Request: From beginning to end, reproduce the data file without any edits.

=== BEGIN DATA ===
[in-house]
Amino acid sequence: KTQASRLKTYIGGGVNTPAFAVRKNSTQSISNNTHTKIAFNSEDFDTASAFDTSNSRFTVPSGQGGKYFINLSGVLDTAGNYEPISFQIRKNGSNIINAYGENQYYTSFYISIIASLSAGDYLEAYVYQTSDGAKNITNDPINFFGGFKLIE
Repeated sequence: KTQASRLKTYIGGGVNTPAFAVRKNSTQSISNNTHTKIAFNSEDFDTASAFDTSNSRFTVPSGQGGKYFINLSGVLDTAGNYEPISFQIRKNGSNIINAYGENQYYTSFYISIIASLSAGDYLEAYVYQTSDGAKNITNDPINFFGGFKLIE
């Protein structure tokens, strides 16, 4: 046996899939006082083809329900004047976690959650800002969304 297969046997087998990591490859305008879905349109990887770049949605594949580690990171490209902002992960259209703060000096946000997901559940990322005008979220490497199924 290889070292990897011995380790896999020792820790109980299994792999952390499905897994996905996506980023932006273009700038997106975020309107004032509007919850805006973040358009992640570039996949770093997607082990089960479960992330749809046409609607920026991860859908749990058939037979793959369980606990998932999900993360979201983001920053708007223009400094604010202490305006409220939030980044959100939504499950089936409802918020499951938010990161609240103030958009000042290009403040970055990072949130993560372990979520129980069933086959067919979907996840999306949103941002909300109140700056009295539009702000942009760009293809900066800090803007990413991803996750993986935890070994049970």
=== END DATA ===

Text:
[in-house]
Amino acid sequence: KTQASRLKTYIGGGVNTPAFAVRKNSTQSISNNTHTKIAFNSEDFDTASAFDTSNSRFTVPSGQGGKYFINLSGVLDTAGNYEPISFQIRKNGSNIINAYGENQYYTSFYISIIASLSAGDYLEAYVYQTSDGAKNITNDPINFFGGFKLIE
Repeated sequence: KTQASRLKTYIGGGVNTPAFAVRKNSTQSISNNTHTKIAFNSEDFDTASAFDTSNSRFTVPSGQGGKYFINLSGVLDTAGNYEPISFQIRKNGSNIINAYGENQYYTSFYISIIASLSAGDYLEAYVYQTSDGAKNITNDPINFFGGFKLIE
């Protein structure tokens, strides 16, 4: 046996899939006082083809329900004047976690959650800002969304 297969046997087998990591490859305008879905349109990887770049949605594949580690990171490209902002992960259209703060000096946000997901559940990322005008979220490497199924 290889070292990897011995380790896999020792820790109980299994792999952390499905897994996905996506980023932006273009700038997106975020309107004032509007919850805006973040358009992640570039996949770093997607082990089960479960992330749809046409609607920026991860859908749990058939037979793959369980606990998932999900993360979201983001920053708007223009400094604010202490305006409220939030980044959100939504499950089936409802918020499951938010990161609240103030958009000042290009403040970055990072949130993560372990979520129980069933086959067919979907996840999306949103941002909300109140700056009295539009702000942009760009293809900066800090803007990413991803996750993986935890070994049970």